More information is available here.

FINRA Changes Membership Application Fees

The Financial Industry Regulatory Authority announced that it will waive continuing membership application (CMA) fees when a CMA proposes minor changes that do not require substantial review by FINRA staff, such as certain changes in ownership, control or business operations. In addition, FINRA will refund application fees for new or continuing membership applications that are withdrawn within 30 days of filing. The application fee refunds are subject to a $500 processing fee.

More information is available here.

SEC Approves OBS Supplemental Schedule

The Securities and Exchange Commission approved the adoption of a supplemental schedule for derivatives and other off-balance sheet items. The supplemental schedule requires carrying or clearing firms to report certain information, including gross exposures in financing transactions, interests in and exposure to variable interest entities, non-regular way settlement transactions, underwriting activities and derivatives transactions. Subject to a de minimis exception, carrying or clearing firms are required to file the supplemental schedule with FINRA on a quarterly basis using the eFOCUS system. The initial supplemental schedule must be filed by July 31, 2013.

More information is available here.

CFTC

FCMs Required to Have Chief Compliance Officer by March 29

Commodity Futures Trading Commission Regulation 3.3, which requires each futures commission merchant (FCM) to designate a chief compliance officer (CCO), will become effective on March 29, 2013 in respect of FCMs that are not regulated by a prudential regulator or registered with the Securities and Exchange Commission as a broker-dealer (FCMs that fall into either of those categories have been required to have CCOs since October 1, 2012).

National Futures Association (NFA) Notice to Members I-13-07 sets forth information for FCMs to consider as they designate CCOs. First, if an FCM designates a CCO that is not already registered with the NFA as a principal of the FCM, the FCM must file CFTC Form 8-R for the CCO (which must be reviewed and verified by the CCO) and a set of fingerprint cards for the CCO. Second, each FCM must also update its Form 7-R to ensure the CCO Contact Information section is complete. These forms must be completed prior to the March 29 deadline and must be completed using the NFA's Online Registration System.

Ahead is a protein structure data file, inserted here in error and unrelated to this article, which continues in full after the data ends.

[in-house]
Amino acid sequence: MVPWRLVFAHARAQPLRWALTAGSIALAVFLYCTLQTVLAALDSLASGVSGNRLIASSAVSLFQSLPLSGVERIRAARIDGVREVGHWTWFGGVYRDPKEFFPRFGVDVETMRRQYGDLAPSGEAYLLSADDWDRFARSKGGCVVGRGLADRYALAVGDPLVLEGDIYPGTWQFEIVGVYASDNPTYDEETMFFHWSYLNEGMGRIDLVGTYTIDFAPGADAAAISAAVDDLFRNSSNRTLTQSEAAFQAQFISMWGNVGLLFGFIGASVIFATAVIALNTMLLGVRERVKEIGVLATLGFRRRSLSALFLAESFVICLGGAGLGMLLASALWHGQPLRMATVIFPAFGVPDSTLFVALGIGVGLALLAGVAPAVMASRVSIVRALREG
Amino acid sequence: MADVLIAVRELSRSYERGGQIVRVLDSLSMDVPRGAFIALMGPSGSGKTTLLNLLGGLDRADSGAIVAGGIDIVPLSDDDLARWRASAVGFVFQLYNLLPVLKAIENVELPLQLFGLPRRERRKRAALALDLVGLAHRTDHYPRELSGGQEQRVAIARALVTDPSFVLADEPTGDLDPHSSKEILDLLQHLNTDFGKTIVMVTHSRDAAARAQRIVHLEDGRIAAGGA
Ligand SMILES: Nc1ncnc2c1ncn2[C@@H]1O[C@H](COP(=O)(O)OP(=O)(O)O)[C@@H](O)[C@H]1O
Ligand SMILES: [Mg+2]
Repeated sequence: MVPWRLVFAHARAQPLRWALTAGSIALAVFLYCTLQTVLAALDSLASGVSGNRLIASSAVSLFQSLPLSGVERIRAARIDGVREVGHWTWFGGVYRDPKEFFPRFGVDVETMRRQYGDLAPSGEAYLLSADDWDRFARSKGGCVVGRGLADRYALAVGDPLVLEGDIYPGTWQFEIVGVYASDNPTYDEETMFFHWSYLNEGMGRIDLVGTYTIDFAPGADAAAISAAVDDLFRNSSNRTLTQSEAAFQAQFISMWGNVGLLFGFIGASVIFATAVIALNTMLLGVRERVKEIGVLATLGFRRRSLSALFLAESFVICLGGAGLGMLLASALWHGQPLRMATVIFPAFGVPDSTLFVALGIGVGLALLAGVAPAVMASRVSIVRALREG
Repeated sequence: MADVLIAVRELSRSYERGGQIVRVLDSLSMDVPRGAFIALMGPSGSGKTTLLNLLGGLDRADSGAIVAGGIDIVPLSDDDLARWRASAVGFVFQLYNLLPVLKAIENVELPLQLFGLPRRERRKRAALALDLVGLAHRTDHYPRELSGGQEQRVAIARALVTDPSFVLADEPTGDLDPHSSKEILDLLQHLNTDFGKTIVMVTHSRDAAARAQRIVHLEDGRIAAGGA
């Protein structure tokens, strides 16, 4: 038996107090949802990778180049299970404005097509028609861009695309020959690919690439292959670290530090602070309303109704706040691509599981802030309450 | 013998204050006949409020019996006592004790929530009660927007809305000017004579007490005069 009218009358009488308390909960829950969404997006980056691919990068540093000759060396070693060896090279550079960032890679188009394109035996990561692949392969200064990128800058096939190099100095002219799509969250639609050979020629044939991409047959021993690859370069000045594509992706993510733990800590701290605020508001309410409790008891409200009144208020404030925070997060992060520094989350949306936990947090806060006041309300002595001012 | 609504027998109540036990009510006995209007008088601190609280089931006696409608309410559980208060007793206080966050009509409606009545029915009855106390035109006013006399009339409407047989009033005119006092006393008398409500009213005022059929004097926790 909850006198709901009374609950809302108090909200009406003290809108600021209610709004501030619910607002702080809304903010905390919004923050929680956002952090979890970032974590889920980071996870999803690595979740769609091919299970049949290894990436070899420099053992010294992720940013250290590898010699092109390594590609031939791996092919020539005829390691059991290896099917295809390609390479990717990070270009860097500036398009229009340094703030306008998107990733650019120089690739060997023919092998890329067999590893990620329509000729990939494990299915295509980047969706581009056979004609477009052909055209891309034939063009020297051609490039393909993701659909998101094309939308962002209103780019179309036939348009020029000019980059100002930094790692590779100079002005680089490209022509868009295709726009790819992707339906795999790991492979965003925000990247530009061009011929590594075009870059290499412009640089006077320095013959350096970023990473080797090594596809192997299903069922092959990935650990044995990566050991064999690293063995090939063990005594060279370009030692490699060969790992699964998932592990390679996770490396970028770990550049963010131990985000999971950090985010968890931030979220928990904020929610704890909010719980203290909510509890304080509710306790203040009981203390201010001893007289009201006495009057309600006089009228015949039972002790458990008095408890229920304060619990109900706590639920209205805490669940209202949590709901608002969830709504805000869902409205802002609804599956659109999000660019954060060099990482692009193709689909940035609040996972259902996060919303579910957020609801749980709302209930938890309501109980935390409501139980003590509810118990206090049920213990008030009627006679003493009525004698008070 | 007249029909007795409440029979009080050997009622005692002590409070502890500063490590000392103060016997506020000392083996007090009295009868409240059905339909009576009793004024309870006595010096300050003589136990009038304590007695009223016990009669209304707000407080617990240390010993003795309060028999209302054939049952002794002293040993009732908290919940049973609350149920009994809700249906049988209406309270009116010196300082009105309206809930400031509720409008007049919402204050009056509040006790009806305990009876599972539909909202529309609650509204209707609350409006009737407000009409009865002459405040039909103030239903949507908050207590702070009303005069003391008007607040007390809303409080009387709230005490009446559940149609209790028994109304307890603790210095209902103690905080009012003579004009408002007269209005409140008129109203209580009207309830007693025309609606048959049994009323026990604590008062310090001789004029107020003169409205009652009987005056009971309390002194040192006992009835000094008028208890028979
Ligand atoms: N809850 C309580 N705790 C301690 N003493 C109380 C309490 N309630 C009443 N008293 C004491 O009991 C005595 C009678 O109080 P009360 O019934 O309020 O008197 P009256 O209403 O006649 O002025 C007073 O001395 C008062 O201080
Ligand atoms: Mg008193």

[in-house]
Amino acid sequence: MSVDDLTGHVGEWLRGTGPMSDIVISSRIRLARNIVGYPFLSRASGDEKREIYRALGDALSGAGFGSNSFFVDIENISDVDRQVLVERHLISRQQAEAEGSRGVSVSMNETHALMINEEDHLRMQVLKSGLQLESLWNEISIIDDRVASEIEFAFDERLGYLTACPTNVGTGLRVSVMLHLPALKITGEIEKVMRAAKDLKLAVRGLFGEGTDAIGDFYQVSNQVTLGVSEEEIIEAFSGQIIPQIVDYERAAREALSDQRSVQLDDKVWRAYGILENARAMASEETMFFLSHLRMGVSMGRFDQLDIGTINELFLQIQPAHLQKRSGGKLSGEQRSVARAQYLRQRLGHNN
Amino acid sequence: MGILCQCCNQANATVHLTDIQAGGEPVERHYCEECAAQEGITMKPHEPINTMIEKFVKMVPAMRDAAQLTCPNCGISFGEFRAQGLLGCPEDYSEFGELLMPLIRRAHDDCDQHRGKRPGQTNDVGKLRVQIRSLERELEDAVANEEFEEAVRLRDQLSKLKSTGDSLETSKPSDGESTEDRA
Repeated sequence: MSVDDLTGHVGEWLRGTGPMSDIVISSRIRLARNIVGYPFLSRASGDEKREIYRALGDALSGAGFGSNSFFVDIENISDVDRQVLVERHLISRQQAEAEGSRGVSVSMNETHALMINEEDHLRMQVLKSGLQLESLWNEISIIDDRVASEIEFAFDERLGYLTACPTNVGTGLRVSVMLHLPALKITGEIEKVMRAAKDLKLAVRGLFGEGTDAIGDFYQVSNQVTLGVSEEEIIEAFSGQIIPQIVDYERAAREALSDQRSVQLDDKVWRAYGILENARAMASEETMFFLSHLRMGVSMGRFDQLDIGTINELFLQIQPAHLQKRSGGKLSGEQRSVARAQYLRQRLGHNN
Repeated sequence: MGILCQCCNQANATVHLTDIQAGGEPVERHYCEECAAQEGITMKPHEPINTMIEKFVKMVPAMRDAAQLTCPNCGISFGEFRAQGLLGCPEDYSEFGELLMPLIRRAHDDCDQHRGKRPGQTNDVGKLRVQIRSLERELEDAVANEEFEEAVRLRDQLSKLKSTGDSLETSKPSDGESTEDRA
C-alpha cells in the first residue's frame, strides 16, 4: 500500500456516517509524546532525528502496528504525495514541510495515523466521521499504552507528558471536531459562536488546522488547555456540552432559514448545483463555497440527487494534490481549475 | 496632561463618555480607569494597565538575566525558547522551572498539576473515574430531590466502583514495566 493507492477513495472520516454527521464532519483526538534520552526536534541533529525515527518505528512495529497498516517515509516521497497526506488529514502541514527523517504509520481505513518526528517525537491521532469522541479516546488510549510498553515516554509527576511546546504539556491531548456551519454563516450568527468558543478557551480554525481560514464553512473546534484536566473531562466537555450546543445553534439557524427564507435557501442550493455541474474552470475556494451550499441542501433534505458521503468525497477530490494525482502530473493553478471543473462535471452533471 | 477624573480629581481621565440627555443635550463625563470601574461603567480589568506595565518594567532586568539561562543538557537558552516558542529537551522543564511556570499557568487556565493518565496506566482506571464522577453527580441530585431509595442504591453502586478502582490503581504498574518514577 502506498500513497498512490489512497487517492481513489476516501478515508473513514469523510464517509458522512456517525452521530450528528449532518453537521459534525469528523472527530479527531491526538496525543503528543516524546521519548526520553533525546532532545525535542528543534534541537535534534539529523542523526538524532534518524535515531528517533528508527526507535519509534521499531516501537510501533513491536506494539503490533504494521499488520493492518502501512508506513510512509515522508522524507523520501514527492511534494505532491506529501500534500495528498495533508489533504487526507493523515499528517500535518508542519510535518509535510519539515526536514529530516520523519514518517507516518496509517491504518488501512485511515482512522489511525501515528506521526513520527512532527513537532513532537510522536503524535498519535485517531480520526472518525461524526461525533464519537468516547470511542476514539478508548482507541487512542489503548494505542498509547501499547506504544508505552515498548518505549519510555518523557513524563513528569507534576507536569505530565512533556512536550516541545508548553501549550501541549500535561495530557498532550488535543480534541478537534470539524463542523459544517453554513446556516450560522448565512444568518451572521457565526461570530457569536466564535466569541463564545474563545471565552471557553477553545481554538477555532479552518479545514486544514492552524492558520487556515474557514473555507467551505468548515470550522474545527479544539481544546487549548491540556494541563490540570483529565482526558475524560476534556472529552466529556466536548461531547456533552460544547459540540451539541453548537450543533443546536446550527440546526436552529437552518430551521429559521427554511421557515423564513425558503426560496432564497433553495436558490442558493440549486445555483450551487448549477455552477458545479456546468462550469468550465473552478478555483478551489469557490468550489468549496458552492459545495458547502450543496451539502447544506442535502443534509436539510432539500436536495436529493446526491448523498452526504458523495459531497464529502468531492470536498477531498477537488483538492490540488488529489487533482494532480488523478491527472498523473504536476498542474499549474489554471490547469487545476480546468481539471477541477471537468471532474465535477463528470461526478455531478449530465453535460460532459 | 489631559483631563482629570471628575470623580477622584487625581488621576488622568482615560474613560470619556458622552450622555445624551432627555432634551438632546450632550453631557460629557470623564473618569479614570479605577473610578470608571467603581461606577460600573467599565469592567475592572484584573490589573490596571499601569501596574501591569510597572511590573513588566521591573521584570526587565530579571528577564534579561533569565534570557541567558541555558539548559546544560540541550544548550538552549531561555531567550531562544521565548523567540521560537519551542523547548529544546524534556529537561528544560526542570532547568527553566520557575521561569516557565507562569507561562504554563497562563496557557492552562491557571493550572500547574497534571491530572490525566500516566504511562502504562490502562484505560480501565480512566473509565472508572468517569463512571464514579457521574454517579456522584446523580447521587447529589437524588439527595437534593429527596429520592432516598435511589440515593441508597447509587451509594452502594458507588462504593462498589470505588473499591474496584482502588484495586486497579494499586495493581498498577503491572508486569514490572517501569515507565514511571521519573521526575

Finally, all FCMs must file annual reports produced by each respective FCM's CCO with the CFTC (Annual Report), as required by CFTC Regulation 3.3(e). The CCO's Annual Report must cover the entire fiscal year and must be filed through the WinjammerTM system. FCMs that were (i) registered with the CFTC as of June 4, 2012 and (ii) regulated by a prudential regulator or registered with the SEC were required to have CCOs by October 1, 2012, and to file such Annual Reports within 90 days after their fiscal year ends. However, the CFTC granted time-limited no-action relief to such FCMs that submit Annual Reports for the fiscal year that ends on or before March 31, 2013 and that fails to satisfy the requirements of CFTC Regulation 3.3(e) and (f). This no-action relief limits the substantive scope of the Annual Report. To qualify for such no-action relief, the Annual Report must, among other things, still cover the entire fiscal year of its FCM, but may limit the CEO and/or CCO certification to the period from October 1, 2012 through the FCM's fiscal year end. The Annual Report must also include a review of policies and procedures reasonably designed to ensure compliance with certain customer protection rules set forth in the no-action letter.

All other FCMs registered with the CFTC, but not regulated by a prudential regulator or registered with the SEC (i.e., FCMs subject to the March 29, 2013 deadline), must file their respective Annual Reports within 90 days after such FCM's fiscal year end. Such FCMs are not required to submit Annual Reports for any fiscal year ending on or before March 29, 2013. The CFTC has not granted no-action relief to such FCMs.

For more information, click here. The CFTC's no-action letter can be found here.

CFTC Reminds Market Participants of Swap Data Reporting Requirements